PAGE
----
Can Safe Sun Exposure Be a Part of Your Natural Health?

Top of the summer season’s questions and one of the most controversial, is can a natural approach to sun exposure be safe? This is a tough question to answer – start doing your research and the deeper you go, you’ll find a plethora of conflicting information and a minefield of scientific gobbledygook.

Holistic approach, anyone? Surely, for the everyday natural woman/man/child, we need information that addresses our lives from all angles, and not just the narrow slices of scientific studies that add to our confusion?

The first question I asked to try and uncover some answers was;

How Harmful is Sun Exposure?

Dangerously Harmful Sun

In most recent years, the message has very definitely been that sun = danger. Is that really the case? The most prevailing viewpoint you’ll read about is that exposure to sunlight (even on cloudy days – it is the ultra-violet (UV) light that does the alleged damage) without protection can be extremely harmful to your health. It makes for some scary reading…

According to recent news from Cancer Research UK;

  • 2 young adults are diagnosed with skin cancer every day;
  • Men’s skin cancer death rates double in last 30 years;
  • Deadly skin cancer rates soar for baby boomer generation …

Read on and you’ll discover that the danger lies most specifically with painful sunburns. This results in DNA damage which can lead to mutated cells forming into sometimes deadly skin cancers.

Aside from the dangers of sunburn, the common view is that the cumulative effect of normal everyday activities in the sun can also lead to greater risk of skin damage. The advice is

  • cover up
  • avoid the sun, especially during peak hours between 11am and 2pm
  • slap on the sunscreen (SPF factor 15+).

Therapeutic Healing Sun

Far back in ancient history, it was believed that sun exposure is a healthy undertaking and vital for physical and mental health.The Egyptians were believed to practice heliotherapy (sunlight therapy), and there is firm evidence which points towards them understanding the role of sunshine in their medicinal practices. It has also been demonstrated that the Greeks used sun therapy in therapeutic medicine, treating metabolic disorders, rickets and more.

Rickets is a disease of soft bones that was common in Victorian times but has since receded, primarily with the fortification of foods with added vitamin D and vitamin and mineral supplement initiatives. Vitamin D is notoriously hard to find naturally by means of diet alone and therefore vitamin D supplements are commonly recommended today. Of course, a reliable and natural source of vitamin D is the absorption of sunlight!

There is some argument today that the safe sun messages prevalent in the media can in fact result in a population so deficient in vitamin D that it is at risk from many other diseases aside from rickets and osteoporosis including “many common cancers (for example, breast, colon, prostate), type 2 diabetes, tuberculosis, rheumatoid arthritis, periodontal disease and autoimmune diseases such as type 1 diabetes of childhood and multiple sclerosis”.1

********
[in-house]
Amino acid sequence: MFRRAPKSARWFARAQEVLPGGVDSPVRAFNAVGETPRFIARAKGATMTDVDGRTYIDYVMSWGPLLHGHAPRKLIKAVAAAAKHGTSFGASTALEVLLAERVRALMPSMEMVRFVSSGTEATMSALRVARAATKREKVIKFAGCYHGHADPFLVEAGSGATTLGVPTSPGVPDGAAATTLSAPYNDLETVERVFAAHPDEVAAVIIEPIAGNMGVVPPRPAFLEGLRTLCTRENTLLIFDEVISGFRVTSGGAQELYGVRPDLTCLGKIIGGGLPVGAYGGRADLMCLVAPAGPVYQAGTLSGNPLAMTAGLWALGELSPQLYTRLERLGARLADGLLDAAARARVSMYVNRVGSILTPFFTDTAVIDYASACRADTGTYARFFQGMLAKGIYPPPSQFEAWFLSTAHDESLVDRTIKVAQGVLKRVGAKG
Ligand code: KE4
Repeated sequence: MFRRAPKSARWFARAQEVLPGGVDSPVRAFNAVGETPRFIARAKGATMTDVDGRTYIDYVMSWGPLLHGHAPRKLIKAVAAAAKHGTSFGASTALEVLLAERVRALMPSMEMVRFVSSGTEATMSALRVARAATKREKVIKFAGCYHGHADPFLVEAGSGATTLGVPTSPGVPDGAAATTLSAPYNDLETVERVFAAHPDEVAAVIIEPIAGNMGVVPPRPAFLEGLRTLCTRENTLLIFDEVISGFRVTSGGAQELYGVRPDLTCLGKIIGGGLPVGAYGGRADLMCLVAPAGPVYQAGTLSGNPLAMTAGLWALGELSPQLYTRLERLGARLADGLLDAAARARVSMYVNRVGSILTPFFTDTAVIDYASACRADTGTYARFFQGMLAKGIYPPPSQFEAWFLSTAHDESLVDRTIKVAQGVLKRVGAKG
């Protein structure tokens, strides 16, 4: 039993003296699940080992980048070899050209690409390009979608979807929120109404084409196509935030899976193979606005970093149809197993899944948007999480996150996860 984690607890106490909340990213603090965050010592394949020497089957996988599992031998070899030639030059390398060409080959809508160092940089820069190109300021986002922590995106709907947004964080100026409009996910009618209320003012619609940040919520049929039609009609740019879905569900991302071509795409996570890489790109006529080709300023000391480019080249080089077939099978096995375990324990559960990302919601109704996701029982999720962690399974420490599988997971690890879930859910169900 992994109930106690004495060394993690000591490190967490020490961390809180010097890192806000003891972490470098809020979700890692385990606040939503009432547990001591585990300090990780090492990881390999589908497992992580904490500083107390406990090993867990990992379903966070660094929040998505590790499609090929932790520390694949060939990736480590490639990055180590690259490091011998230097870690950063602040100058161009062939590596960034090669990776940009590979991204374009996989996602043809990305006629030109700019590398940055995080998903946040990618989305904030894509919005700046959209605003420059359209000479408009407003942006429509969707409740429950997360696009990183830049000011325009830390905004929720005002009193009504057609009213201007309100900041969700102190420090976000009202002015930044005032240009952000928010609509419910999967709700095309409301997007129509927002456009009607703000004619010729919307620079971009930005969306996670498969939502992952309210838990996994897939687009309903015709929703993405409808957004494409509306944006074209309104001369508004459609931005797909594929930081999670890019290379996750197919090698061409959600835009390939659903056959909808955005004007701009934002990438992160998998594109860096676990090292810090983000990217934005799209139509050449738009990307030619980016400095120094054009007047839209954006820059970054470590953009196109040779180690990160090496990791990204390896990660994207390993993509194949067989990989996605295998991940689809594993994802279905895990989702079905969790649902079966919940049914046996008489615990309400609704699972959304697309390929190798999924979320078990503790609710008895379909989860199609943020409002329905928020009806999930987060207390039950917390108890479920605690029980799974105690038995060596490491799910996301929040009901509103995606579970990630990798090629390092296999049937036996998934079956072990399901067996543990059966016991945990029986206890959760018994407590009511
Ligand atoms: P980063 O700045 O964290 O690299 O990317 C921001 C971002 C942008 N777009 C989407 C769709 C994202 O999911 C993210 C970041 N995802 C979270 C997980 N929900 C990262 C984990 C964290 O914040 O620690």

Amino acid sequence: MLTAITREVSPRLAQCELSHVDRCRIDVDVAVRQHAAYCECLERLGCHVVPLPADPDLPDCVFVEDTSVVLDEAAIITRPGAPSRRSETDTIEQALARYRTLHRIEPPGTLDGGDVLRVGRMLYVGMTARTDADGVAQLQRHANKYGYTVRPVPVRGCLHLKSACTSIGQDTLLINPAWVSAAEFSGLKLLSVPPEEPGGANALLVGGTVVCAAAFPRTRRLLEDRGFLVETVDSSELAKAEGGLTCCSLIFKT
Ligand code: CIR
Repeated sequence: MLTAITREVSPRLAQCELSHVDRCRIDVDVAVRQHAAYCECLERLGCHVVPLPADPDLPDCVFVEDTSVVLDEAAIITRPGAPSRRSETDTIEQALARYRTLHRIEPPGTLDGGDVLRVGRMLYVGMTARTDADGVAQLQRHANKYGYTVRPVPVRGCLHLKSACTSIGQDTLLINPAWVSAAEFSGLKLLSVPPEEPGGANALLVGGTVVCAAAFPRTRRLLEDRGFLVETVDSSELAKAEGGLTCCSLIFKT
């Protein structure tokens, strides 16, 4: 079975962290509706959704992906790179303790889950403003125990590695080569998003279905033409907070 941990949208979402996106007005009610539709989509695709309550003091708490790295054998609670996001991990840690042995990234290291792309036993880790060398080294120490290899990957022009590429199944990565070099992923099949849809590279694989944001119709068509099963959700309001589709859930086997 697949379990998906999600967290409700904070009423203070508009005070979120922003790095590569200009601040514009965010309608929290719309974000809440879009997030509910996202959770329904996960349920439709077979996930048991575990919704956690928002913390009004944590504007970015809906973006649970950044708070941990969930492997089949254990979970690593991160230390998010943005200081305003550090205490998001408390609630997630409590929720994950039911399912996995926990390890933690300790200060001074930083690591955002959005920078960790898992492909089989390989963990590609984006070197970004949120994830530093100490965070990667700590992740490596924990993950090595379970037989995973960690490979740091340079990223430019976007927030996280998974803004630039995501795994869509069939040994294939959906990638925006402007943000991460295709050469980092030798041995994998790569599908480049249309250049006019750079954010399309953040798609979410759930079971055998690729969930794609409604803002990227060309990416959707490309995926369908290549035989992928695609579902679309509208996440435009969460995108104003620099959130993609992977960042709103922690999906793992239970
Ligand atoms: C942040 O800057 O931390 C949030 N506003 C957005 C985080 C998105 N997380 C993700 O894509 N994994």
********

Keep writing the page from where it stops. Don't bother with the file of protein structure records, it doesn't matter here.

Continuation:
Prior to the introduction of antibiotics in the 1950s, sun therapy was commonly used by doctors in Europe and North America to treat infectious diseases.

To Sunbathe or Not?

Nowhere does the pro-sun argument recommend exposing yourself to the sun to such an extent that you burn and even the message by one of the UK’s most vocal proponents of regular sun exposure, Oliver Gillie, founder of the Health Research Forum is to “Sunbathe safely without burning – every day if you can“.

It seems to me that aside from the mental advantages of being outdoors on a sunny day, we can benefit physiologically from safe daily sun exposure. As to whether deliberately sun bathing to achieve a tan makes sense, then I’d suggest that’s up to the individual to weigh up their particular circumstances and apply the holistic assessment that science seems unable to provide, including their skin type, their geography and their diet.

Could it be that this most recent change of behaviours in the human population, whereby we rush to the beach, to strip off and bake in the sun for two weeks with minimal exposure throughout the rest of the year, has also led to an increase in skin cancers?

Whatever your skin colour or nationality, if you do decided to expose yourself to the sun, then the most natural way is to do it safely, keep active and avoid barbecuing yourself! If you have a light coloured skin that burns easily and live in the north, then it makes sense to sunbathe gradually and regularly for short time periods.

As for achieving a sun tan, I know I personally feel better and think I look healthier in the summer months when I achieve a tan, however I do try and avoid passive sunbathing. As a natural woman, I also avoid using chemical based skin creams with high SPF factors and turn to natural alternatives.



1. Evidence of deficiency and insufficiency of vitamin D in the UK: National Diet and Nutrition Survey (NDNS) data, 1994-2004, Barbara J. Boucher, MD, FRCP, Centre for Diabetes and Metabolic Medicine, Queen Mary School of Medicine and Dentistry, London, UK: Sunlight, Vitamin D & Health

SunSmart Campaign, Cancer Research UK
Health Research Forum
Heliotherapy in Ancient Greece
The Healing Sun

Photo by furbychan


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